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# TWO WAY PHASE SHIFT MODELING

Two way phase shift modeling is a step-by-step approach to calculating the recorded particle velocities. The input to the process is a layered medium and a traction applied at the surface. The sequence of steps in the modeling algorithm is shown in figures  to .

pict1
Figure 1
The first step is to calculate the (complex) amplitudes of the three downgoing waves and the particle velocities generated by the traction. Each phase shift uses the vertical slowness appropriate for the wavetype.

pict2
Figure 2
The second step propagates the waves to the bottom of the layer. Each component of the downgoing wavefield is phase shifted using the Appropriate vertical slowness.

pict3
Figure 3
The third step calculates the transmitted downgoing wave amplitudes and the reflected upgoing wave amplitudes. The upgoing amplitudes are saved to be used later. Steps 2 and 3 are repeated until the bottom of the model is reached.

pict4
Figure 4
The fourth step propagates the upgoing waves in the last layer to the top of that layer.

pict5
Figure 5
The fifth step calculates downgoing reflected wave amplitudes and upgoing transmitted wave amplitudes at the top of a layer. The upgoing reflected amplitudes at this interface that were saved is step 3 are added into the upgoing wavefield. The downgoing reflected amplitudes are saved to be used later. Steps 4 and 5 are repeated until the wavefield reaches the surface.

pict6
Figure 6
At the surface the reflected downgoing wavefield and the particle velocities at the free surface are calculated. The velocities are summed into the output particle velocity field. If multiples are to be modeled the downgoing wave field is used as the input to step 2. As the wavefield is propagated downwards the saved downgoing reflected amplitudes saved at each interface are added into the wavefield. Each pass down and up through the stack of layers adds one more set of multiples to the output displacement field.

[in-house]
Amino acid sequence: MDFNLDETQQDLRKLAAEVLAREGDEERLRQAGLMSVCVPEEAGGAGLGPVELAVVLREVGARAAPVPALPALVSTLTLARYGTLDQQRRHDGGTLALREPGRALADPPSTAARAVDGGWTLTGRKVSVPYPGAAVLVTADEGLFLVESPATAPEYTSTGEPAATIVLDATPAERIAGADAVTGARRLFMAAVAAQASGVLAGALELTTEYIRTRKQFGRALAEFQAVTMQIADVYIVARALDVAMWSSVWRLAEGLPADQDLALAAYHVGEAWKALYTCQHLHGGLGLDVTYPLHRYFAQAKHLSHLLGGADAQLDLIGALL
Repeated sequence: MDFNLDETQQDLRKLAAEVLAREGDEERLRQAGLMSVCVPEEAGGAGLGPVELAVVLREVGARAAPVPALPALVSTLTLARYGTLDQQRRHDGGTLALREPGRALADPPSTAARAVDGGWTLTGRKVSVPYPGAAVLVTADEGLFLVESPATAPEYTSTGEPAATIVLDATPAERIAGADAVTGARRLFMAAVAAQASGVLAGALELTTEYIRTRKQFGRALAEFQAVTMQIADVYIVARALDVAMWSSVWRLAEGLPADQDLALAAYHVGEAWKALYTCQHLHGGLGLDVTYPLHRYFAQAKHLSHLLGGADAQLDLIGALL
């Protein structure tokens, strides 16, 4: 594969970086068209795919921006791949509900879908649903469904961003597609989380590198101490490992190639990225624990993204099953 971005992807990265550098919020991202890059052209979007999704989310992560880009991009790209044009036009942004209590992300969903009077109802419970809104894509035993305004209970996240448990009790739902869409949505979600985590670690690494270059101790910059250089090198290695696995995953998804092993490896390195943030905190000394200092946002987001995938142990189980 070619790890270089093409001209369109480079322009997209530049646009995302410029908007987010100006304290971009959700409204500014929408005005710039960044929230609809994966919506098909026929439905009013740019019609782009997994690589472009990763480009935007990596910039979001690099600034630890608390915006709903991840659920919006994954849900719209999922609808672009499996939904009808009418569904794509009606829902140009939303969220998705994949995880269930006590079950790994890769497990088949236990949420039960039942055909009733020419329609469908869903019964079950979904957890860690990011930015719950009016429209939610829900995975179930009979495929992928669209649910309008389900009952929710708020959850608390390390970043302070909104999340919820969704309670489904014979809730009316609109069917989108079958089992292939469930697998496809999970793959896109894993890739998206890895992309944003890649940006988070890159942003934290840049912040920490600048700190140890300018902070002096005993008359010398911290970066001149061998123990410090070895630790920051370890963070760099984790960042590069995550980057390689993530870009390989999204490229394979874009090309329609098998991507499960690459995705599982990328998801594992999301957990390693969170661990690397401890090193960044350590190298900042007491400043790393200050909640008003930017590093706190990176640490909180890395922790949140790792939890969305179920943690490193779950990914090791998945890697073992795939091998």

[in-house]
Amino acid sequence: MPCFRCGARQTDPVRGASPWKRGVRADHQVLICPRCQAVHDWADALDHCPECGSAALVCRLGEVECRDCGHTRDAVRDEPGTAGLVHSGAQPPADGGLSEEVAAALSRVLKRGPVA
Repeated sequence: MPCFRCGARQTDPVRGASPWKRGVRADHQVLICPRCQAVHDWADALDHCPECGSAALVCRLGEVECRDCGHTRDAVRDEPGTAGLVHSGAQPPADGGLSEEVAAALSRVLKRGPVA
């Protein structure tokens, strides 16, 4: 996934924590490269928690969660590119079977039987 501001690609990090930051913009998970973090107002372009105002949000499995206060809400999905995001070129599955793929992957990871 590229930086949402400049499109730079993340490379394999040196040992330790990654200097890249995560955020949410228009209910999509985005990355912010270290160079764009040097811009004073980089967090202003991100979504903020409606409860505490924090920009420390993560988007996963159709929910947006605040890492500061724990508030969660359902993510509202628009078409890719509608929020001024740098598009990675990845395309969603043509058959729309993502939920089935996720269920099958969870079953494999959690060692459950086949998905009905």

The main loop of the program runs over the two horizontal slownesses px and py. For each (px,py) pair I calculate the amplitude of the recorded particle velocities at each frequency. The operators related to free surface and boundary effects are frequency independent as is the vertical slowness pz. The only place that the frequency enters into the calculation is in the phase shift through each layer. The vertical wavenumber is given by . The frequency independence makes the process relatively cheap. The most expensive step is the calculation of the vertical slownesses and operators for each layer. This calculation is only performed once for all frequencies and for all orders of multiples. The application of the operators and the phase shifts is fully vectorized over frequency. I will now discuss each stage of the calculation. Most of the mathematical detail is in the appendix.

Next: Propagation of elastic waves Up: Nichols: Simple anisotropic modeling Previous: Introduction
Stanford Exploration Project
12/18/1997